Out of 47,780 discharged hospital patients, 29.4 percent were readmitted within 140 days. Of those, 12.3 percent died.
The long-term consequences of coronavirus infection are continuing to come to light as the virus continues to rage on around the world, now for nearly one year.
A new study conducted in the United Kingdom found that nearly a third of patients who recovered from COVID-19 were hospitalized again within five months, and one in eight recovered patients died from complications of the virus within months.
Clinicians prepare to re-position a COVID-19 patient at Providence St. Mary Medical Center amid a surge in coronavirus patients at the hospital and across Southern California. (Photo by Mario Tama/Getty Images)
The results of the study were originally published in The Telegraph, a newspaper out of Great Britain. It found that out of 47,780 people who were discharged from the hospital, 29.4 percent of them were readmitted within 140 days. Of those, 12.3 percent later died.
COVID-19 has devastating and long-lasting effects on many of the organs of the body. Heart problems, chronic liver problems and kidney failure are the most common. Unfortunately, according to a report from The Guardian, these complications disproportionately affect “ethnic minority individuals” and those younger than 70.
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“The idea that we have that level of increased risk in people — particularly young people — it means we’ve got a lot of work to do,” Dr. Charlotte Summers, an intensive care medicine lecturer not involved in the study, told The Guardian.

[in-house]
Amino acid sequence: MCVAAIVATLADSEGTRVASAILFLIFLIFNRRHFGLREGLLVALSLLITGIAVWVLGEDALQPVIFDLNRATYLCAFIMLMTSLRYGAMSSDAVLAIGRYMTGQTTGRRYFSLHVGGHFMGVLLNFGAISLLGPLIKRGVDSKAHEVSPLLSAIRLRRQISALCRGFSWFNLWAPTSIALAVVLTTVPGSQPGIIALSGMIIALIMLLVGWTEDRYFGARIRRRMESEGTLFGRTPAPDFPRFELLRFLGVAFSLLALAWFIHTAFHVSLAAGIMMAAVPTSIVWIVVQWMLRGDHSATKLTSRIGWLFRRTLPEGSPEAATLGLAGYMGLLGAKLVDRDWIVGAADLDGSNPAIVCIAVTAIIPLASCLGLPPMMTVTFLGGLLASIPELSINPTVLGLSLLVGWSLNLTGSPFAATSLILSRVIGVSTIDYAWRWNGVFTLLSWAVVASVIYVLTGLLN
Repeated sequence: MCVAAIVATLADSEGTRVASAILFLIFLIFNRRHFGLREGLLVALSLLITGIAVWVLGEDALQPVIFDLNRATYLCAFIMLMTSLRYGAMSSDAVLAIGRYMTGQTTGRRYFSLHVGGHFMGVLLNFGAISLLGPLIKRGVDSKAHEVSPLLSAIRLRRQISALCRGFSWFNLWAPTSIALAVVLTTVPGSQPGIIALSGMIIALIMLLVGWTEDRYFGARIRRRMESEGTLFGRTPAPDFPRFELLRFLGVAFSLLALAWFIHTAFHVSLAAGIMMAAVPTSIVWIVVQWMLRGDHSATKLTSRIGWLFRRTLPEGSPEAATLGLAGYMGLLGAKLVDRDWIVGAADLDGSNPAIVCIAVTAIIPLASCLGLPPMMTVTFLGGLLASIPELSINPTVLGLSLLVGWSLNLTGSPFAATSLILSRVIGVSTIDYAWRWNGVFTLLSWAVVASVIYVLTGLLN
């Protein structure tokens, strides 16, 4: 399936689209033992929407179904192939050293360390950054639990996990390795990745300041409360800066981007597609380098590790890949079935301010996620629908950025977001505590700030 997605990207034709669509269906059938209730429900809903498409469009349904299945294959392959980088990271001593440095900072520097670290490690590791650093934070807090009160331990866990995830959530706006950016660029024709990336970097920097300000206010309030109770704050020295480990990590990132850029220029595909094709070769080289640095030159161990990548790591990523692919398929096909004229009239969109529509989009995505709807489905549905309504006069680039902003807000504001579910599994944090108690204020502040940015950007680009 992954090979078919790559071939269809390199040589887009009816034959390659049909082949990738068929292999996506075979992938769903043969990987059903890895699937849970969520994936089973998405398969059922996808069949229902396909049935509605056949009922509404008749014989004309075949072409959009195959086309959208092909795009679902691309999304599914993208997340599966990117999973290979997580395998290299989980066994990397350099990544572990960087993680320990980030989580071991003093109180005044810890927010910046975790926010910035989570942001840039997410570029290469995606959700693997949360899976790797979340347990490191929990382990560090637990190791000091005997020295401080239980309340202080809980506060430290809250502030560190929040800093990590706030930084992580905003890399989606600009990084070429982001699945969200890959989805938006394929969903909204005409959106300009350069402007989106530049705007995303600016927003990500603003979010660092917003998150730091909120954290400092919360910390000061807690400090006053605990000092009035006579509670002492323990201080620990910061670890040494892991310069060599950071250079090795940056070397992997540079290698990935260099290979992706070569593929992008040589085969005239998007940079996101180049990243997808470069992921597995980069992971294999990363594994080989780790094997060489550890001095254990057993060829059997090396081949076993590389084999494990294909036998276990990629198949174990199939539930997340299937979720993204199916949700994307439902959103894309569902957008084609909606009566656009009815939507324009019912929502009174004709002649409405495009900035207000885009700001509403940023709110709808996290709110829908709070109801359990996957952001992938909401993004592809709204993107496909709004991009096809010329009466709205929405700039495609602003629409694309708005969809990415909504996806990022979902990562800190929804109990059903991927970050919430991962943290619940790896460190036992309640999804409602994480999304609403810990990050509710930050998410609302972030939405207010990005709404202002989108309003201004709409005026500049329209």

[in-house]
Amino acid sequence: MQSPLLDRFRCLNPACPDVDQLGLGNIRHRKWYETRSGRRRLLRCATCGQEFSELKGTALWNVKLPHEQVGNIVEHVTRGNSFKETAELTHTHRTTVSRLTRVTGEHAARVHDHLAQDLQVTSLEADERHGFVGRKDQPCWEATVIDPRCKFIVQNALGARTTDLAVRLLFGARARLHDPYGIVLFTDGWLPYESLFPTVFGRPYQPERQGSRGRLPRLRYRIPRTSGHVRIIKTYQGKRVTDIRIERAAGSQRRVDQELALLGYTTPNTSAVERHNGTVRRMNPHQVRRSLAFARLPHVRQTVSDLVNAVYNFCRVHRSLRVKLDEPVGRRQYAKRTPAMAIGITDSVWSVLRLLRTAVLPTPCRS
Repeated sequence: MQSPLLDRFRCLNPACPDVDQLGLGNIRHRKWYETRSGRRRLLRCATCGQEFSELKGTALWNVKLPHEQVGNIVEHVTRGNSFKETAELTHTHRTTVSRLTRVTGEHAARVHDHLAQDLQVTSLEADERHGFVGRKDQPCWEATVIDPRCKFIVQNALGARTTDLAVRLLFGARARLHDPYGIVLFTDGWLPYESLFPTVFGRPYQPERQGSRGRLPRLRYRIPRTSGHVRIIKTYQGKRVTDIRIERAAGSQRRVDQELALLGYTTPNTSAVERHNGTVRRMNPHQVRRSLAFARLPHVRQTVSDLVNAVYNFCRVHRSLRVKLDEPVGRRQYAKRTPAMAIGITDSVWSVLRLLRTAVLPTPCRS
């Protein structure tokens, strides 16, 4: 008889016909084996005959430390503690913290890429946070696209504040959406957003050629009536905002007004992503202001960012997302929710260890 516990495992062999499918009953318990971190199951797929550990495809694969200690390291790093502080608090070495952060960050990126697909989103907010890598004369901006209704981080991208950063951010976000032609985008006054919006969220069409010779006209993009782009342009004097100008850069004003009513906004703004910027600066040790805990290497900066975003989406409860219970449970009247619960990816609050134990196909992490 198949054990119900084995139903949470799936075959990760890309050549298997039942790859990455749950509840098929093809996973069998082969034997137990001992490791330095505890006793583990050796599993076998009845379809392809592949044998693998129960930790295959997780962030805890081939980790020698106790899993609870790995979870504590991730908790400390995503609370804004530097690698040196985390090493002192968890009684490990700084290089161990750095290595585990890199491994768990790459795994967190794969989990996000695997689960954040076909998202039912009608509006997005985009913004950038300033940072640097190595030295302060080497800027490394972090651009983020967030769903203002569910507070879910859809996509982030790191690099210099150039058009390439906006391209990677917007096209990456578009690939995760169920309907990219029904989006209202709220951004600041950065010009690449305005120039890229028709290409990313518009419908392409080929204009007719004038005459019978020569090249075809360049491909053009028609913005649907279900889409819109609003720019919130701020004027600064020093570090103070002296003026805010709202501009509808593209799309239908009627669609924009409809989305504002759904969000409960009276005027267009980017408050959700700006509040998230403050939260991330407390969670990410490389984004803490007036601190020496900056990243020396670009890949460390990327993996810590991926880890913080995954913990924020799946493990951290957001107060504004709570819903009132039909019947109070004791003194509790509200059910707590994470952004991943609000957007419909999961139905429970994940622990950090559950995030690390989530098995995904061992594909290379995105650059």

Long-term respiratory disease has been found in nearly a third of all COVID-19 patients, most of whom had no prior history of the condition.
An earlier study out of China found that nearly three-quarters of patients who recover from the virus still have symptoms up to six months later. The study also warned that in that time period, antibody levels drop dramatically, leaving a patient prone to reinfection.
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The lingering conditions present in that study were largely fatigue and muscle weakness, while some participants also expressed that they had difficulty sleeping, plus depression and anxiety.
In November here in the states, the Centers for Disease Control and Prevention said it is “actively working to learn more about the whole range of short- and long-term health effects associated with COVID-19.” The CDC noted that several multi-year studies are underway to investigate how common the symptoms are, who is most likely to get them and whether those symptoms eventually resolve.
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